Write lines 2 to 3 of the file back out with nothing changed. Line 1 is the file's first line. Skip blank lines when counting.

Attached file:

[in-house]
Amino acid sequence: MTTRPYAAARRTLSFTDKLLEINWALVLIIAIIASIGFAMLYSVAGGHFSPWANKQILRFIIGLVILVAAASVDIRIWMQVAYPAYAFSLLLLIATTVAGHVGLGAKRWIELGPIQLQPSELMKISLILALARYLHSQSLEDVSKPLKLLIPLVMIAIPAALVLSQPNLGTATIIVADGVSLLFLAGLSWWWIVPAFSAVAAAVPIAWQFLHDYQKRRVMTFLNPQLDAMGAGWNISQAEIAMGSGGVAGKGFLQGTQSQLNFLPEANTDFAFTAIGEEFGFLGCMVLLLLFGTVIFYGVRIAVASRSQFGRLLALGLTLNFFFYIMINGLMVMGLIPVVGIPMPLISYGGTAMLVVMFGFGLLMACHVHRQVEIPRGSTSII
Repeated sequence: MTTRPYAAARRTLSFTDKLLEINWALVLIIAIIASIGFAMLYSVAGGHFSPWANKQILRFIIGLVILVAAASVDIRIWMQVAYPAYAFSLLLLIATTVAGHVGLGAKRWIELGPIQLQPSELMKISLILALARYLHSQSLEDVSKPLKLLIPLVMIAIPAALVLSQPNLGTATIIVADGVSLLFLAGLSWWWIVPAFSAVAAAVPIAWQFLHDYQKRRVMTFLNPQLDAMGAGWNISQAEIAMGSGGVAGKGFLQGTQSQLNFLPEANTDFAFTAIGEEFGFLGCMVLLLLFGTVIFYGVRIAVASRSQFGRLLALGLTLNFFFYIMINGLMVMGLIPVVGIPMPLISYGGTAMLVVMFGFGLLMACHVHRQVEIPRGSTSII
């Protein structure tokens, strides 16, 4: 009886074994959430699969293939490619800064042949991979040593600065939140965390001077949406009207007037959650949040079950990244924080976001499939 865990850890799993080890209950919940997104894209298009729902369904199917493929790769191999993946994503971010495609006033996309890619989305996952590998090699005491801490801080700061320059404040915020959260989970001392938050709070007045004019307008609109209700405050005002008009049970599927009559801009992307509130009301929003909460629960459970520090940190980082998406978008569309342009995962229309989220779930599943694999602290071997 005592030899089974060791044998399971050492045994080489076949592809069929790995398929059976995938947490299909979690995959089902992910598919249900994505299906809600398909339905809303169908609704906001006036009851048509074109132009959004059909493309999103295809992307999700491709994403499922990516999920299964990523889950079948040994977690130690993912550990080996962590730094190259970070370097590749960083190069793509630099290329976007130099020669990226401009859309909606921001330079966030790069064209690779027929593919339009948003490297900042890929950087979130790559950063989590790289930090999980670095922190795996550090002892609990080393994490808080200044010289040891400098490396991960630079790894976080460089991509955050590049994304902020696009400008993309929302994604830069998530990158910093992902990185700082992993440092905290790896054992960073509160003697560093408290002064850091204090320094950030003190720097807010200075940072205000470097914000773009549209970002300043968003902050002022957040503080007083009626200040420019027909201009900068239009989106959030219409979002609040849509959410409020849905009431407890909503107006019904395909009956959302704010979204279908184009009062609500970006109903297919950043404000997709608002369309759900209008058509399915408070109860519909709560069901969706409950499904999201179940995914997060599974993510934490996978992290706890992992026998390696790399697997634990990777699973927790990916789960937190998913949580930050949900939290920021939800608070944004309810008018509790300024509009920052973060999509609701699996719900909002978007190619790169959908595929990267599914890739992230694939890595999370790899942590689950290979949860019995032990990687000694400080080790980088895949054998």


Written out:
Amino acid sequence: MTTRPYAAARRTLSFTDKLLEINWALVLIIAIIASIGFAMLYSVAGGHFSPWANKQILRFIIGLVILVAAASVDIRIWMQVAYPAYAFSLLLLIATTVAGHVGLGAKRWIELGPIQLQPSELMKISLILALARYLHSQSLEDVSKPLKLLIPLVMIAIPAALVLSQPNLGTATIIVADGVSLLFLAGLSWWWIVPAFSAVAAAVPIAWQFLHDYQKRRVMTFLNPQLDAMGAGWNISQAEIAMGSGGVAGKGFLQGTQSQLNFLPEANTDFAFTAIGEEFGFLGCMVLLLLFGTVIFYGVRIAVASRSQFGRLLALGLTLNFFFYIMINGLMVMGLIPVVGIPMPLISYGGTAMLVVMFGFGLLMACHVHRQVEIPRGSTSII
Repeated sequence: MTTRPYAAARRTLSFTDKLLEINWALVLIIAIIASIGFAMLYSVAGGHFSPWANKQILRFIIGLVILVAAASVDIRIWMQVAYPAYAFSLLLLIATTVAGHVGLGAKRWIELGPIQLQPSELMKISLILALARYLHSQSLEDVSKPLKLLIPLVMIAIPAALVLSQPNLGTATIIVADGVSLLFLAGLSWWWIVPAFSAVAAAVPIAWQFLHDYQKRRVMTFLNPQLDAMGAGWNISQAEIAMGSGGVAGKGFLQGTQSQLNFLPEANTDFAFTAIGEEFGFLGCMVLLLLFGTVIFYGVRIAVASRSQFGRLLALGLTLNFFFYIMINGLMVMGLIPVVGIPMPLISYGGTAMLVVMFGFGLLMACHVHRQVEIPRGSTSII